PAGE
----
After a short cut scene where we learn that Kara’s aunt, General Astra, is behind the Hellgrammite mess and plans to use the insect villain as bait for her niece, we cut back to Kara. She flies above the city like a complete badass (“Hit Me With Your Best Shot” is playing in the background for emphasis). Kara fights crime by holding her hand up to the barrel of a gun, and rescuing a little girl’s snake from a tree (a play on the kitty-in-a-tree trope, of course). With Supergirl’s reputation on the rise, Winn, James and Kara are celebrating their PR victory, when Alex arrives the door. She’s upset that Kara would reveal her identity to James and Winn.

But more than that, Alex has come to apologize to Kara for taking her down in training earlier at the DEO. Kara insists that she is not a little girl anymore, and expresses that all she wants is for Alex to have faith in her. But the older sister gets a call from the DEO, and leaves without saying anything. At the headquarters, they learn that the Hellgrammite is running out of food (DDT), and they plan to bait him, which sets the episode’s major confrontation into motion.

The next few scenes happen quickly: Cat gives James 24 hours to secure the interview, or he’s fired. Alex and the DEO attempt to bait the Hellgrammite, but their plan backfires when he unleashes a fury of darts. One enters Alex’s leg, and she is captured. Meanwhile, James and Kara share another intimate moment in which she decides to go through with the interview. James confesses that he hated having to live in Superman’s shadow, and doesn’t want the same in National City. But Kara wants to be part of a team. “Part of being your own man is being able to accept help,” she tells him. Hank Henshaw from the DEO calls Kara with news that Alex has been abducted. Kara is furious.

Supergirl rushes over to save her sister, but (of course) it’s a trap! Astra punches Kara and then attempts to manipulate her with family guilt, but Kara doesn’t buy it. Meanwhile Alex fends off the Hellgrammite. Astra appears to have the upper hand when Kara has a flashback to her training sessions with Alex earlier in the episode. In the flashback, Alex tells Kara to use her enemies’ strength against them, and Kara blasts Astra away. Although she recovers, Henshaw arrives on the scene just in time to stab Astra with a knife. She gets scared and flies away through the ceiling.

As Alex is nursing back to health, the sisters share a lovely moment together. Alex gives Kara (and all of us) closure by finishing the conversation they left off before: “You wanted to know if I had faith in you. I do. I always have.” She also shows Kara “something I’ve been working on,” which turns out to be a place for Kara to communicate with her dead mother via artificial intelligence. Kara is overcome with emotion.

The episode wraps with a few strings left untied. Henshaw’s eyes turn red, revealing that he is evil (no big shocker there), then Astra and her crony analyze the blade that stabbed her, expressing Supergirl is stronger than she had thought. Finally, we see Cat riding in a car, threatening James again about the interview, and he informs the editor to look out her window. She is in the air, being carried by none other than the prize interviewee: Supergirl. “James Olsen says you want to talk?” she says. “Let’s talk.”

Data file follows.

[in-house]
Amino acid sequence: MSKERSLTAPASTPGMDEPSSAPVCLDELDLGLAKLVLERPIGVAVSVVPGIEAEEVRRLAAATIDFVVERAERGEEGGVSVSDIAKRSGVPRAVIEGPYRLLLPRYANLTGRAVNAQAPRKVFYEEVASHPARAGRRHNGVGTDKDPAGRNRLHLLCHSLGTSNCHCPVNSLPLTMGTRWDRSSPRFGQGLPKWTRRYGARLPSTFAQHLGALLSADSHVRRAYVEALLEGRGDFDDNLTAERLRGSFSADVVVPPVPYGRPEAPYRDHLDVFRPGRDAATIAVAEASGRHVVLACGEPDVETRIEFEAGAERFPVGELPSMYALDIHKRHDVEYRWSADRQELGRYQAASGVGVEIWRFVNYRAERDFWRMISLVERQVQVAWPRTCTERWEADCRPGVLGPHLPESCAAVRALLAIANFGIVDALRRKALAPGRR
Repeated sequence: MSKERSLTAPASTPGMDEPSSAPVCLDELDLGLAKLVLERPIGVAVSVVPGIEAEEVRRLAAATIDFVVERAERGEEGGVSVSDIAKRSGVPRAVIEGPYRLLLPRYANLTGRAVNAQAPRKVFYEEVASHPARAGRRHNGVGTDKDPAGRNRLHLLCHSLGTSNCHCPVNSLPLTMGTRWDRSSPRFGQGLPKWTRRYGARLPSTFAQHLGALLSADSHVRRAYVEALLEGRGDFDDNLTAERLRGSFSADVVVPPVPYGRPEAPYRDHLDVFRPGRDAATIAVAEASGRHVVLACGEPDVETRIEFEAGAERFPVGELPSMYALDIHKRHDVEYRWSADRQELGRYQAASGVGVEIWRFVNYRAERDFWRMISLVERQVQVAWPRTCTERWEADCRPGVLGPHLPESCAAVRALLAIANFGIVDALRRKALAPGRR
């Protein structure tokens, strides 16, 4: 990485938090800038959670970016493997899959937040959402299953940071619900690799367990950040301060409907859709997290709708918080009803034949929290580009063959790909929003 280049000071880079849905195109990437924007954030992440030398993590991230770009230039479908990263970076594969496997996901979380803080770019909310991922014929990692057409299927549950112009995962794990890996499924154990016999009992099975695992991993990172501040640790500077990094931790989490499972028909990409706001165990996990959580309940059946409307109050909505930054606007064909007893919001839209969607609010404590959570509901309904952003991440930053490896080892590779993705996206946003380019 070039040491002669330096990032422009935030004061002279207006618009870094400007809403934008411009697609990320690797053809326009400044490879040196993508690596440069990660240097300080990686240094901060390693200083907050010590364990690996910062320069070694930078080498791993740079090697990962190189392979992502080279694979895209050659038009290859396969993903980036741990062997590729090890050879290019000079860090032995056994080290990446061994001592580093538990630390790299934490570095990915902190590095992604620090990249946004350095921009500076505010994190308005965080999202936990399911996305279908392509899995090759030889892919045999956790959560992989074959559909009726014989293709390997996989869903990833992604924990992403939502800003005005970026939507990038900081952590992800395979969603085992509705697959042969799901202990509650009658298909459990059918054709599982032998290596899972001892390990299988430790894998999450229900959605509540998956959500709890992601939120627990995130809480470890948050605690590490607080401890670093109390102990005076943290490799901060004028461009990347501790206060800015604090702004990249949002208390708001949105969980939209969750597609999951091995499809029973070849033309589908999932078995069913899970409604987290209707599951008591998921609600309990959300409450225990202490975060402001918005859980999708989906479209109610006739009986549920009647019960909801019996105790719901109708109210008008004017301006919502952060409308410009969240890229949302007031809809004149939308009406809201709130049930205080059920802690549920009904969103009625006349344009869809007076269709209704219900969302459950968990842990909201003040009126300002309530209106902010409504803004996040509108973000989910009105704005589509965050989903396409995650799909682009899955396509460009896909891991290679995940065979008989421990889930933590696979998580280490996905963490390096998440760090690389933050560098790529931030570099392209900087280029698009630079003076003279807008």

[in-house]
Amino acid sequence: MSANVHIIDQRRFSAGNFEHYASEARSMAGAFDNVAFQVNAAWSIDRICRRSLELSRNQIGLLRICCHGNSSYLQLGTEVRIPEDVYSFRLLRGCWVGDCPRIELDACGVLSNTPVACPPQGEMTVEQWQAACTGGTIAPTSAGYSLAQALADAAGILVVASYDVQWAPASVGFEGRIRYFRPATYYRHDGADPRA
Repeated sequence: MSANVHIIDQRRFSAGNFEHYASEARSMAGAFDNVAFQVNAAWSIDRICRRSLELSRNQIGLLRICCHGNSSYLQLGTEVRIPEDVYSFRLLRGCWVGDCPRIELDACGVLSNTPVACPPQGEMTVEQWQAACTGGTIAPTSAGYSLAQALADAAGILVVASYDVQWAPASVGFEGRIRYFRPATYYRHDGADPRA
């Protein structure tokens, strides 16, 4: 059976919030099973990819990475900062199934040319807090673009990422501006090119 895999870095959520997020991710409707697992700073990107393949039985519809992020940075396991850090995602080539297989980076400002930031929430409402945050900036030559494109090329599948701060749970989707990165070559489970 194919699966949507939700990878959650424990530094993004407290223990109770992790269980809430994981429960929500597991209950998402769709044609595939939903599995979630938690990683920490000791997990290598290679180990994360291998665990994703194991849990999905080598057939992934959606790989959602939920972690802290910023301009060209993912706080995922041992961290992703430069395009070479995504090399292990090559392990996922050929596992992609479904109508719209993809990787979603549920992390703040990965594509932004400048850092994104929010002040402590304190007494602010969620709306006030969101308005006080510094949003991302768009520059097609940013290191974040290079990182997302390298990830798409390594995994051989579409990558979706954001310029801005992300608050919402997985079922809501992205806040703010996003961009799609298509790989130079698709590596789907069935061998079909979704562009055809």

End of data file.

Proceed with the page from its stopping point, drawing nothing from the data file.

Best quote: “Drunk at 9 a.m., that’s the last time I have breakfast with Ruth Bader Ginsburg.” – Cat Grant

“Supergirl” airs Mondays at 8 p.m. on CBS.

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  1. Lisa says:

    I like the message in the show, but I am tired of seeing a scene where the woman needs to hit a man in the genitals to get away. On a show aimed at impressionable kids/teens, I was ashamed at the writers, producers, and the network that they showed this to be acceptable behavior. They couldve showed many other ways for the sister to escape. No network would ever show a woman getting hit in such a way. Lazy writing and wrong message sent. I may not allow my daughters/son to watch again.

  2. Jim says:

    The show is very medicore so far…..lazy writing, bland characters, uninspired acting, cheesy looking fight scenes, bad special effects with her flying, etc. Copying the escaped super-powered villain of the week procedural structure from one of his other shows, The Flash. Way too much happened in 1 week of time in the show’s universe….they’ve covered things that should have taken months and the characters are talking about her saving the plane last week. Counted over 20 references or comparisons to Superman in this episode…that’s ridiculous. The show’s opening narration says this is her story, not his, and then they proceed to talk about him the whole episode. That does nothing to establish her own identity and simply reminds us she’s just a female copy of Superman. At least they only went out of their way to remind us that Supergirl is a female 3 times, instead of beating us over the head with that like they did in the pilot. It will be interesting to see how many viewers the show retained from the pilot, especially without the huge benefit of following Big Bang Theory. the show has potential but it needs some major improvement.